Omicron generates mixed reactions

The discovery of the Omicron variant in late November has sparked worldwide apprehension, with nations imposing floods of travel restrictions and scientists scrambling to gather data. The World Health Organization promptly labeled it a “variant of concern” alongside Delta. However, weeks after its initial identification in South Africa, the variant– and the appropriate response to it– largely remains an enigma.

A retesting of older samples reveals that the first cases of the virus may have originated in Europe, and STAT health news indicates that Botswana and South Africa’s strong regional genetic sequencing networks may have led to the initial detection of the virus.

What experts currently know is that this latest variant is spreading much more rapidly than earlier ones. Mathematical models reveal that Omicron’s propagation rate (Rt) is nearly 2.5 times that of Delta and already constitutes three quarters of new COVID-19 cases in South Africa. “It is actually really striking how quickly it seems to have taken over,” said Juliet Pulliam, epidemiological modeling director at Stellenbosch University.

According to analysts, this is probably attributable to two factors: the variant’s high transmissibility and its ability to evade antibodies produced from previous infection or vaccination. Although there is not yet enough evidence to conclude how significant of a role each of the two factors plays, the likelihood of the latter has led to unease.

“At first when I heard about Omicron I was definitely nervous,” said junior Saahil Rao. 

Concerns about the variant’s resistance to vaccines are grounded in the fact that it contains a novel combination of over thirty mutations in its spike protein, the segment that allows the virus to bind to human cells. Since the spike protein is what vaccines primarily target, the unusually large number of mutations on Omicron’s spike gives the variant a greater chance of being able to circumvent antibodies.

Such speculation has reframed the deliberation of booster vaccines. Many experts who originally considered boosters unnecessary now argue that the uncertainties posed by Omicron make the extra dose a viable precaution until researchers find more answers. “Based on what we know about the potential for immune evasion, I would err on the side of giving the booster” Dr. Celine Gounder, infectious disease specialist at Bellevue Hospital Center, told the New York Times.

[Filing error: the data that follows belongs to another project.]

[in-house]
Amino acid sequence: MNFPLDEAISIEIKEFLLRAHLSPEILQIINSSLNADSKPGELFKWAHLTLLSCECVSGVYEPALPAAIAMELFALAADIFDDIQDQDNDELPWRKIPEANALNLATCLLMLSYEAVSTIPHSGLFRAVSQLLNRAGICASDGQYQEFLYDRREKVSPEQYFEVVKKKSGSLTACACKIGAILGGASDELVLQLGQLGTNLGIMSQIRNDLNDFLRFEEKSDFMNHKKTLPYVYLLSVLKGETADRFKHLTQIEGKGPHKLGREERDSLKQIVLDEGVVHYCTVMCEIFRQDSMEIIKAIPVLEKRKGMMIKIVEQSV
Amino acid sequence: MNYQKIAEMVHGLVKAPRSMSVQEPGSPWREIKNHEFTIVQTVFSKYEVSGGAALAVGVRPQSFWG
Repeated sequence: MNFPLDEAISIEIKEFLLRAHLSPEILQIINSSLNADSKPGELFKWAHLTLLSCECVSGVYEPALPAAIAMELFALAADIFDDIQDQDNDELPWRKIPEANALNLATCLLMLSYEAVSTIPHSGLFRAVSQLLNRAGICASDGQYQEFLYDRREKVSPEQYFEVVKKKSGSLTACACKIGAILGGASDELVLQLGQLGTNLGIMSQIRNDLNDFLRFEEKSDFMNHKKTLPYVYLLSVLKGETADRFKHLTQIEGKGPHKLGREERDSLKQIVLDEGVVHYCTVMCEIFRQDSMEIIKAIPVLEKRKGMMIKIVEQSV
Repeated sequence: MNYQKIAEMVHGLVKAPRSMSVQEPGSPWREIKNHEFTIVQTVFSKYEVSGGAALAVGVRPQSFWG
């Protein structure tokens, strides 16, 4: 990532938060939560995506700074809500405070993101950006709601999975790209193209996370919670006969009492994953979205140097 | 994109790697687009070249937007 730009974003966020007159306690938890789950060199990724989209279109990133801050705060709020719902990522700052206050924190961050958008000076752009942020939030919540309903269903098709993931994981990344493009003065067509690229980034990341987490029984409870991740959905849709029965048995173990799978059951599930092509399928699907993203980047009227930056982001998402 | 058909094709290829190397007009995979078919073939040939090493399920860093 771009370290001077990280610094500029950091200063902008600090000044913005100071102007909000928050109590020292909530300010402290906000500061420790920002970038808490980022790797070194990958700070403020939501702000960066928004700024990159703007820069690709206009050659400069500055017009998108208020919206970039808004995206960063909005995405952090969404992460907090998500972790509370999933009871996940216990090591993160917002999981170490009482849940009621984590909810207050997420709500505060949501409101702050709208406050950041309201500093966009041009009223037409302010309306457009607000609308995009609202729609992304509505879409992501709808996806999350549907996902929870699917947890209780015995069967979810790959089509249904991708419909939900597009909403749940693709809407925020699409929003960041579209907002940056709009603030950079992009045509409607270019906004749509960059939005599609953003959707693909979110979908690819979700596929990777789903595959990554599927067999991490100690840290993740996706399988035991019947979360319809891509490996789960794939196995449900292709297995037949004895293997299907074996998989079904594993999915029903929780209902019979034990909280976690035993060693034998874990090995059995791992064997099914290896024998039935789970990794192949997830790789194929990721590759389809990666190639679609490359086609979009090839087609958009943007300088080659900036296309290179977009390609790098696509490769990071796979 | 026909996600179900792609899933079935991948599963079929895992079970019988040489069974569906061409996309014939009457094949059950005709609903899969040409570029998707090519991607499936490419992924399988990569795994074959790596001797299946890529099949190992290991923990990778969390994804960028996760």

Conversely, some scientists doubt that current boosters would be effective against Omicron. “Right now, there is no evidence that I’m aware of that would suggest that boosting the entire population is going to provide any greater protection to otherwise healthy individuals against hospitalization or death,” said Dr. Mike Ryan, a director at the World Health Organization. 

Early research from South Africa indicates that the newest variant likely does blunt the efficacy of vaccines. But based on blood samples from a small laboratory study, Pfizer says that its booster vaccines offer solid protection against Omicron. Many vaccine manufacturers are also confident that they can easily make adjustments to current vaccines to better combat Omicron. 

Despite the renewed uncertainty surrounding the pandemic, many people feel less threatened than when news of Omicron first emerged. RM students seem to agree that its impact on the Montgomery County community will be minimal. “I’m not particularly worried because the vaccination rate here is one of the highest in the whole country,” said sophomore Catherine Chong. After reading more about the variant, Rao feels the same. “Preliminary findings that it’s more transmissible but the symptoms are less severe were very encouraging,” he said. “As a result, I’m not very concerned about it now.”

Indeed, experts in South Africa have noted that while the number of Omicron cases is alarmingly high, infected individuals have experienced milder symptoms, with few losing their sense of taste or smell. Although it remains to be seen whether this trend will hold among older, more vulnerable populations, since those infected in South Africa are of a predominantly young demographic, these observations have been an optimistic sign for some.

RM’s health nurse Gene Gambo believes that new coronavirus variants such as Omicron don’t warrant the panic that news media provoke. “Every disease has variants,” she said. “It’s normal. The flu mutates all the time; COVID is going to mutate all the time. I honestly don’t think it’s that big a deal.” 

Furthermore, Ms. Gambo sees Delta and Omicron as signs that the coronavirus will become endemic, with new variants becoming regular and expected. “I think that eventually, we’re going to get an annual COVID shot just like we get an annual flu shot.”